The Princess Sita
There’s a certain rubberiness to Dominique Di Piazza’s debut as a leader, The Princess Sita, that goes beyond the sound of bass. The bandleader’s electric five-string is front and center, but what’s remarkable about this trio effort is that it’s often difficult to figure out which note belongs to whom. Guitarist Nelson Veras picks acoustic lines that are so edgeless as to be almost indistinguishable from Di Piazza’s note-y, guitar-like runs, which are best heard on the solo opener, “Nuages.” Once the band joins in on the second track, “Nemo,” the only treble you’ll be able to hear is the sound of drummer Manhu Roche’s cymbals and snare.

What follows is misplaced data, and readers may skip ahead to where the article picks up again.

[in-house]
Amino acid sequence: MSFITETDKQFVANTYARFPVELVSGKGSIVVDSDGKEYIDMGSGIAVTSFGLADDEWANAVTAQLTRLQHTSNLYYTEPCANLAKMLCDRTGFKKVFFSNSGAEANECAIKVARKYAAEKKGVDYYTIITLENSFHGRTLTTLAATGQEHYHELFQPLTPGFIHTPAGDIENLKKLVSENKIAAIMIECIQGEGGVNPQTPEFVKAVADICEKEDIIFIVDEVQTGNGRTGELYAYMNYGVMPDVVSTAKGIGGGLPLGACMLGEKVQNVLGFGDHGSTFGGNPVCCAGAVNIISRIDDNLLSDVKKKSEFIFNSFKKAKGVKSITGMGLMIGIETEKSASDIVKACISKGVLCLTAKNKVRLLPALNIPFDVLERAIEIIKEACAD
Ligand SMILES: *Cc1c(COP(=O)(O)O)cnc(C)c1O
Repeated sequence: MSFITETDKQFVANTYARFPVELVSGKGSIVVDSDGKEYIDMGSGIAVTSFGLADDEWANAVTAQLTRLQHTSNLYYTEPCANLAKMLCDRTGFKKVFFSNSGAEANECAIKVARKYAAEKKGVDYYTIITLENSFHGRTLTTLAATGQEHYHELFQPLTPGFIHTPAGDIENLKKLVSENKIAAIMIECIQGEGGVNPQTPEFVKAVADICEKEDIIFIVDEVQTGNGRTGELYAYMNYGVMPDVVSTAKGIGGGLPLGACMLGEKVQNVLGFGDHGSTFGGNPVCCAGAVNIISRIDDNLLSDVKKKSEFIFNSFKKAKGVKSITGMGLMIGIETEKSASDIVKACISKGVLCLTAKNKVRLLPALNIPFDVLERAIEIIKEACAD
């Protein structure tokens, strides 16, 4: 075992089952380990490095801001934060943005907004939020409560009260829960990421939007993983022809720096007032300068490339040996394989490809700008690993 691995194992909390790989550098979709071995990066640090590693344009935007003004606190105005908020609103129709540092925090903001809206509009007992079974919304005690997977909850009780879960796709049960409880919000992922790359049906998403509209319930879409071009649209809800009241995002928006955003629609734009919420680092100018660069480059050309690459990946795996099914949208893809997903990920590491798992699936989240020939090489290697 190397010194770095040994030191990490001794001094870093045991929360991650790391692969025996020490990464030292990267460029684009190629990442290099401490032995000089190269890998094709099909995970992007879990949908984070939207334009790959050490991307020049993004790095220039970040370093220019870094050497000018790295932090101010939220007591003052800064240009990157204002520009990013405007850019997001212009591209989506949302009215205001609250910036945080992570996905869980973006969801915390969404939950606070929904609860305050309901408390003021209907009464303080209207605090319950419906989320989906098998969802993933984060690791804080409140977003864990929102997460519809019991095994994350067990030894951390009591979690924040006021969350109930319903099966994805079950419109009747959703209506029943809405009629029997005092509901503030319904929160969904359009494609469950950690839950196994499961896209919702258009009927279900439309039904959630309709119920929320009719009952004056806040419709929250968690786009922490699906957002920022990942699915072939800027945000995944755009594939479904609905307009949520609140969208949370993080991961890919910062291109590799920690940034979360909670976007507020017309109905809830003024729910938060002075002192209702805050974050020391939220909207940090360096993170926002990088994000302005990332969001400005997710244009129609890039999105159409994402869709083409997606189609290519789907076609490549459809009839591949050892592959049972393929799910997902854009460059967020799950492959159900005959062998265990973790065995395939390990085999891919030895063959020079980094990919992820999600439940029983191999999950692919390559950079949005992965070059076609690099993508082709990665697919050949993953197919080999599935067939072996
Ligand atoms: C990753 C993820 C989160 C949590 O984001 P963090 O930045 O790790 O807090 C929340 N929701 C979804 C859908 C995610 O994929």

Those looking for solos that jab out like elbows in a crowd would do well to look elsewhere. The Princess Sita is cool verging on ambient, a style pioneered by the ECM label in the ’70s and ’80s. Di Piazza, a former John McLaughlin trio member, is no doubt familiar with that sound, and he can hardly be blamed for trying to replicate it here. To his credit, though, Di Piazza takes his music to an extreme that few in jazz would pursue: He’s created a group identity that is proficient, cohesive and, if it’s possible to guess a musician’s intent from an album’s production, largely ego-free.